Veteran entertainment lawyer and mentor Denis E. Kellman ’73, a former chair of the Black Entertainment and Sports Lawyers Association (BESLA) and a longtime adviser to music and audio companies, died at his home in Warwick, New York on January 15, 2014 at the age of 65.
After graduating from Yale University in 1970, Kellman came to Harvard, where he simultaneously earned his J.D. from the Law School and an M.B.A. from the Business School. At the time, the country was still reeling from the assassinations of 1968 and the Vietnam War. With a desire to give back to the community, Kellman became involved in black student issues on campus, particularly through the Harvard chapter of the Black Law Students Association, according to Fletcher “Flash” Wiley ’74, who had been friends with Kellman ever since they met in their 1L section.
Kellman went on to join the firm Leboeuf, Lamb, Leiby and MacRae in New York before transitioning into entertainment law at Columbia Pictures, where he worked in the film and music divisions. His career then took him to Columbia Records, PolyGram Records and eventually RCA Records, where he spent four years in London as head of RCA’s business and legal affairs departments. At RCA, Kellman spearheaded deals with artists such as the Eurythmics and Five Star. When BMG acquired RCA, Kellman returned to New York, where he served as BMG’s chief lawyer for distribution, classical music, Latin music and Broadway cast albums.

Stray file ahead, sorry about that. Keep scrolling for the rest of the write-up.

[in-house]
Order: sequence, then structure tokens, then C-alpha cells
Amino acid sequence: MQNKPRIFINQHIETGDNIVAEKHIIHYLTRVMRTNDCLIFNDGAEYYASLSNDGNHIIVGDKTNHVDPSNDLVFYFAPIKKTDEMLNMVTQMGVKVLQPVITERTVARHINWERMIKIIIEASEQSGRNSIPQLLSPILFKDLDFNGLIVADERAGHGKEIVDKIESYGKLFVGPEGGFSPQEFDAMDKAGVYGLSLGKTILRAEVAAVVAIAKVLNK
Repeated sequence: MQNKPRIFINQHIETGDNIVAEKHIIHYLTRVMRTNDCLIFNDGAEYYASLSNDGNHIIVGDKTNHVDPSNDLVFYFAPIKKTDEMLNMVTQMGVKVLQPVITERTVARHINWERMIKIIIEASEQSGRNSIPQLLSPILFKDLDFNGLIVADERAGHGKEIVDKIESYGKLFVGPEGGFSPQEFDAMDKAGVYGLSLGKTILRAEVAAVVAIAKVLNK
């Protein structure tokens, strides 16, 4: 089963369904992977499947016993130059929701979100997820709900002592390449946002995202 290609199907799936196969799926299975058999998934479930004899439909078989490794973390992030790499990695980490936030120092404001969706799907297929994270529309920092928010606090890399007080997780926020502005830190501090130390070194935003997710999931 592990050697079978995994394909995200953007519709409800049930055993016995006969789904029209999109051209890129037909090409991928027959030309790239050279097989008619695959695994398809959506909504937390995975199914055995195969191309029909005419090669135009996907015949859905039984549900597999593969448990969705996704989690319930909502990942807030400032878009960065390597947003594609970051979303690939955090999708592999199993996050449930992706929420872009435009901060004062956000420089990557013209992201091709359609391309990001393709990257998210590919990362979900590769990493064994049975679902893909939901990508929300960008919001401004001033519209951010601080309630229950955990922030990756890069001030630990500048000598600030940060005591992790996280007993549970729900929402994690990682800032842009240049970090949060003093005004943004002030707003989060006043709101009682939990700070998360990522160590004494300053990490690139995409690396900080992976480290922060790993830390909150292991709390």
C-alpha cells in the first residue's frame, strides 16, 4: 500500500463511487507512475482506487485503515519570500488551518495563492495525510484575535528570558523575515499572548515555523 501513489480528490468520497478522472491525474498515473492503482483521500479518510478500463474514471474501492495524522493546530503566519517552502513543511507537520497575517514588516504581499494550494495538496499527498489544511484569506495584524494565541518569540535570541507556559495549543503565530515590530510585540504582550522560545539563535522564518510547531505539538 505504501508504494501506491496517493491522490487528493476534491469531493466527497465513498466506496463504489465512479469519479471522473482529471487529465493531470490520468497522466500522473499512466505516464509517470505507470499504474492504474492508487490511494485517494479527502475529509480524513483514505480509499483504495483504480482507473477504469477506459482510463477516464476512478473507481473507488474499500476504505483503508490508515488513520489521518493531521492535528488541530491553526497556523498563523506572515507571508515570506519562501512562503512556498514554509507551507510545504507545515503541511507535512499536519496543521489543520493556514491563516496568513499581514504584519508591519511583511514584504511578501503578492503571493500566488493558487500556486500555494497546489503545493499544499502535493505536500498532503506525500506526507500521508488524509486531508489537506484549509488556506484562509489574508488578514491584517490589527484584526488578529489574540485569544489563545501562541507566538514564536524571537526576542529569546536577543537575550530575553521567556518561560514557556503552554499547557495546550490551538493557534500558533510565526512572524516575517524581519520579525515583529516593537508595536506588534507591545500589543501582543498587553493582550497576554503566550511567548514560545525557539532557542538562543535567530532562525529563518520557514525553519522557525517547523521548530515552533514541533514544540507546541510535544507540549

At the same time, Kellman got more heavily involved with BESLA, a network of more than 2,000 attorneys aimed at advancing black professionals in entertainment and sports law, eventually serving as its chair from 2006 to 2008. He later left BMG to become a sole practitioner, working as chief legal counsel for Blackstone Audiobooks, Inc. for more than ten years. Throughout his career, Kellman maintained his connections to Harvard, coming back occasionally to speak at both HLS and HBS for seminars on the entertainment industry.
Wiley remembered Kellman as a much-respected man who carried himself with a quiet dignity. He also recalled Kellman’s desire to help anyone who crossed his path, particularly young black attorneys who turned to him as a mentor.
“A man steeped in the fiery crucible of the civil rights and anti-discrimination movements, he never forgot where he came from and the helpful hands that provided guidance and support,” Wiley said. “Accordingly, he spent much of his life ‘paying forward’ the bounty.”